Rediff Navigator News


Capital Buzz

The Rediff Poll

Crystal Ball

Click Here

The Rediff Special


Capital Buzz/Virendra Kapoor

Gujral, Gujral go away...

Little Joggy -- to you, Central Bureau of Investigation Director Joginder Singh, dear reader -- was playing 'publicity' at one end of the room when papa Inder Kumar Gujral walked in.

Now 'publicity' was a sort of rare game. You see, Little Joggy had a cute, chubby face which many televisionwallahs wanted on their programmes. They said people liked to look at such nice, chubby faces and Little Joggy believed them. All he had to do was smile and keep smiling and say a sentence or two. Sometimes akbaarwallahs too came; then he had to talk a little more.

That was what 'publicity' was all about.

But papa Gujral (nor the other elders of the family) did not like Little Joggy's game. He had warned him a couple of times about it and here he was again at it!

"Little Joggy, Little Joggy," said Gujral, "What are you doing?"

"P-p-p-playing 'publicity', papa," Little Joggy stammered. Gujral was so angry he walked out of the room immediately.

Next day, there was a big family conference. All his uncles and aunties and other elders got together and discussed the matter. Little Joggy came in for a lot of criticism.

"Little Joggy shouldn't play publicity anymore," said one of his uncles, who was a minister in the United Front government.

"Yes," endorsed another, who was a chief minister.

"We will tell him not to," decided another relative, a bigwig UF member.

The decision was promptly conveyed to Little Joggy who, though terribly sad, agreed to it. "I won't play 'publicity' with reporters anymore," he sobbed. And papa was happy.

But clever he, Little Joggy! He fooled 'em all! Now he isn't playing with reporters, only top editors!

Last fortnight, a top family source claimed, Little Joggy played his usual game with a clutch of New Delhi-based editors at one-to-one luncheons.

Little Joggy, said the relative, has even given the new-found playmates his secret telephone number. "Yippee!" he is said to have said after one of such games, "henceforth I will play only with editors -- no more correspondents for me!"

A series of reports and editorials in a section of the press defending Little Joggy and his activities may be traced to this little game of his.

Something fishy indeed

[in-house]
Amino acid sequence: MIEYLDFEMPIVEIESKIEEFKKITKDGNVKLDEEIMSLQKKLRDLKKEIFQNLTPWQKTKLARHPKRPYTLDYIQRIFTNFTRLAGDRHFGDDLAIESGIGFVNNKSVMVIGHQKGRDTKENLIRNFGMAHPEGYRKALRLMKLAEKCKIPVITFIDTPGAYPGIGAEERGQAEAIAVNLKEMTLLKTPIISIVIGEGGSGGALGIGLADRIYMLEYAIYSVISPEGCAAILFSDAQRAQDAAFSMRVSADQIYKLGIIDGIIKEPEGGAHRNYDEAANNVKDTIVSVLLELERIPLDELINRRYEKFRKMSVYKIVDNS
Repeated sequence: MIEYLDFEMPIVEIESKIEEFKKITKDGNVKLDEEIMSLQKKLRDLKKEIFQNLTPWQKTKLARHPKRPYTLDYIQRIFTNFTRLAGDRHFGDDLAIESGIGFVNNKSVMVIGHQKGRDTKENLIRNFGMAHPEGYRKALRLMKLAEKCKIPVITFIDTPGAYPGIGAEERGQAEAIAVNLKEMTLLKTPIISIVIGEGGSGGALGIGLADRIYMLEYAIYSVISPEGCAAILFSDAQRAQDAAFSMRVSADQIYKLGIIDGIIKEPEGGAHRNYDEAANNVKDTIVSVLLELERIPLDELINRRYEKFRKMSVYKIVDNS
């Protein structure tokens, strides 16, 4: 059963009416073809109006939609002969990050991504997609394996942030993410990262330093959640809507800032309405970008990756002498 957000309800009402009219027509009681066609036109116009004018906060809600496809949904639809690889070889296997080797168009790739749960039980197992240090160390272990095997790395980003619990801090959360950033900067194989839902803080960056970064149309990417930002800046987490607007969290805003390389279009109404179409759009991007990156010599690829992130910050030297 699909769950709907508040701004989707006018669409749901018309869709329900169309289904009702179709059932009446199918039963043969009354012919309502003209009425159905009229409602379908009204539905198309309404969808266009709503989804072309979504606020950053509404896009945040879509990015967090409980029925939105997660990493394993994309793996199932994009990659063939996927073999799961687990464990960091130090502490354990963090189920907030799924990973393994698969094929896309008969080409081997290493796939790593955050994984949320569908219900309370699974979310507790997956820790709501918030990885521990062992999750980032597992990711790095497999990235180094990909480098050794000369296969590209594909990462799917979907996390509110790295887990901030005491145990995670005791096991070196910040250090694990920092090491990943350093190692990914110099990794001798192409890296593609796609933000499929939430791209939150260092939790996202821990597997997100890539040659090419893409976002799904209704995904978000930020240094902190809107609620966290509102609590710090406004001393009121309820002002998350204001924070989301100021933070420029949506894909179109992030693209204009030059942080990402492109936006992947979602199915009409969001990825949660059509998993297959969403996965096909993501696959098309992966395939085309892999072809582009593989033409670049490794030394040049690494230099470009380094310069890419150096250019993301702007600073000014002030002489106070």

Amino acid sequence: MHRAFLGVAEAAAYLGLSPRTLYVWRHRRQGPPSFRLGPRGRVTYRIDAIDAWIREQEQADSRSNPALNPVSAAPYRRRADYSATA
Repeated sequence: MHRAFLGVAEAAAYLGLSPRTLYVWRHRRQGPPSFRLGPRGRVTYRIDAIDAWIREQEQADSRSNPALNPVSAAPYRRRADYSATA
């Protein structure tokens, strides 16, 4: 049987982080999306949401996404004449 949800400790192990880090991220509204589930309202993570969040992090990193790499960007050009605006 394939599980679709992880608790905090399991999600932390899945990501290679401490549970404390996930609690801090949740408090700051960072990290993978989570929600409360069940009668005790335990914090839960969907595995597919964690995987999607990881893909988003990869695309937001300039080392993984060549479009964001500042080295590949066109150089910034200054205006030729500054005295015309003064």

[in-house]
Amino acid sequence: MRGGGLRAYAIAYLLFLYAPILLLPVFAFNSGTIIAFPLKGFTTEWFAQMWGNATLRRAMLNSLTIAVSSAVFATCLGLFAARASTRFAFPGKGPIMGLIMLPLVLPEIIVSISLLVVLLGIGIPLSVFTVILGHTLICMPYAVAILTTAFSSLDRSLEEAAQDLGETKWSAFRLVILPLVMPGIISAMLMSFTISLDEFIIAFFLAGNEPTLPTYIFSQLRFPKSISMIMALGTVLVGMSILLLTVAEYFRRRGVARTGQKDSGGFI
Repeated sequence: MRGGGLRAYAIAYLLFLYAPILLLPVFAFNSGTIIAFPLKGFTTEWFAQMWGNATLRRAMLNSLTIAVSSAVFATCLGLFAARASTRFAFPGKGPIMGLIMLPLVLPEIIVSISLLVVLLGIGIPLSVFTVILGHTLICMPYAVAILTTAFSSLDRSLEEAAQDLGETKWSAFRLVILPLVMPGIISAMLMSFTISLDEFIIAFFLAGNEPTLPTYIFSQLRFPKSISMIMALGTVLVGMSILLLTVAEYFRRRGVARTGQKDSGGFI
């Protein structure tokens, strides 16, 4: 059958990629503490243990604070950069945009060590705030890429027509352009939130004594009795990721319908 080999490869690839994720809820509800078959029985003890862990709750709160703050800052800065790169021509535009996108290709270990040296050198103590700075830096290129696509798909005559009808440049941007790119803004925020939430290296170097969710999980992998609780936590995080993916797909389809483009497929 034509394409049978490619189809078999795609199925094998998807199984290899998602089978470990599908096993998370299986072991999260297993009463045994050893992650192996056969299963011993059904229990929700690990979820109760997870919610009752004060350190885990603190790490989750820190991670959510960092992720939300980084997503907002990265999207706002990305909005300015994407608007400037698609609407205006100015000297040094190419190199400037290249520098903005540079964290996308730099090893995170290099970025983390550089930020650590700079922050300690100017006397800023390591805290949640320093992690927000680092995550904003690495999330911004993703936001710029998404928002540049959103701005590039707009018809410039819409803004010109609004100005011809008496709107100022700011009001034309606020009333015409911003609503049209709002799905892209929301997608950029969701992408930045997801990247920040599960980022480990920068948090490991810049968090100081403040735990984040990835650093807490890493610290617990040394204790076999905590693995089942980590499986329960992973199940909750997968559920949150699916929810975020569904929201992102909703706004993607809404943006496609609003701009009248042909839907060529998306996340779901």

What with everyone against him and not many to help, Congress president Sitaram Kesri is finding things terribly uncomfortable.

Now, to cap it all off, has resurfaced the half-forgotten insinuations about Kesri's bank account abroad.

The day it became clear Sharad Pawar might challenge him for the Congress president's post, a Bombay newspaper carried a report about Kesri's alleged foreign bank account. The report was based on the recent statement made in writing by one N S Hoon to the Enforcement Directorate in Calcutta.

Hoon claimed he helped Kesri open an account in London and cited the name and address of the bank branch.

Kesri's detractors were quick to make photocopies of the report and distribute it to all and sundry. Kesri, naturally, denied the allegation, but baulked at a naive well-wisher's suggestion to deny it in writing. Instead, he wanted the newspaper to deny the report on its own.

"Do it on your own," Kesri implored the correspondent when he contacted him (Kesri).

Necked out!

Union Law Minister Ramakant Khalap is a wronged man. Wronged, because a certain bureaucrat fancied the room the poor minister was occupying!

Now, now... how can a bureaucrat upstage a minister? Somebody is exaggerating!

But, honest, this isn't exaggeration. A bureaucrat did upstage Khalap -- and worse.

The particular bureaucrat is I K Gujral's personal secretary and son Naresh's brother-in-law -- a gentleman named A K Pandey.

The room adjoining Gujral's office on the first floor of the Parliament House is Pandey's. Next to the PS's room is a waiting room for PM's visitors. But since most VVIP visitors, including senior Cabinet ministers, would rather wait in the PS's room, Pandey felt unhappy.

So he decided to have another room for himself. And what better room was there to have than the cosy one next door (which the law minister had been occupying since former prime minister H D Deve Gowda's time)? Pandey issued orders, which were diligently carried out.

And Khalap found himself outside.

'Don't take my chair away, or else...'

Former Delhi chief minister Madan Lal Khurana could cry. Of all the dirtiest, nastiest, meanest tricks politicians play on each other, this is the worst! And to think it comes from his own partyman!

Khurana believes, and not without reason, that Chief Minister Sahib Singh Verma should give him back his chair. Khurana had given it up when he was named in the hawala scandal. Now the courts have acquitted him, but Verma shows no inclination to budge.

Delhi's Bharatiya Janata Party legislators are solidly behind Khurana and would elect him their leader without second thought in case of a secret ballot. But the leadership is hedging -- they can't annoy Verma. For Verma is a jat, and the BJP leadership cannot jeopardise jat votes.

Verma, meanwhile, is playing his own game -- he is wooing a couple of wheeler-dealers, said to have much influence with the saffron bigwigs, to ensure his message get across clearly: Don't take the chair away from me, or there won't be any jat votes next time!

Capital Buzz

Home | News | Business | Cricket | Movies | Chat
Travel | Life/Style | Freedom | Infotech

Copyright 1997 Rediff On The Net
All rights reserved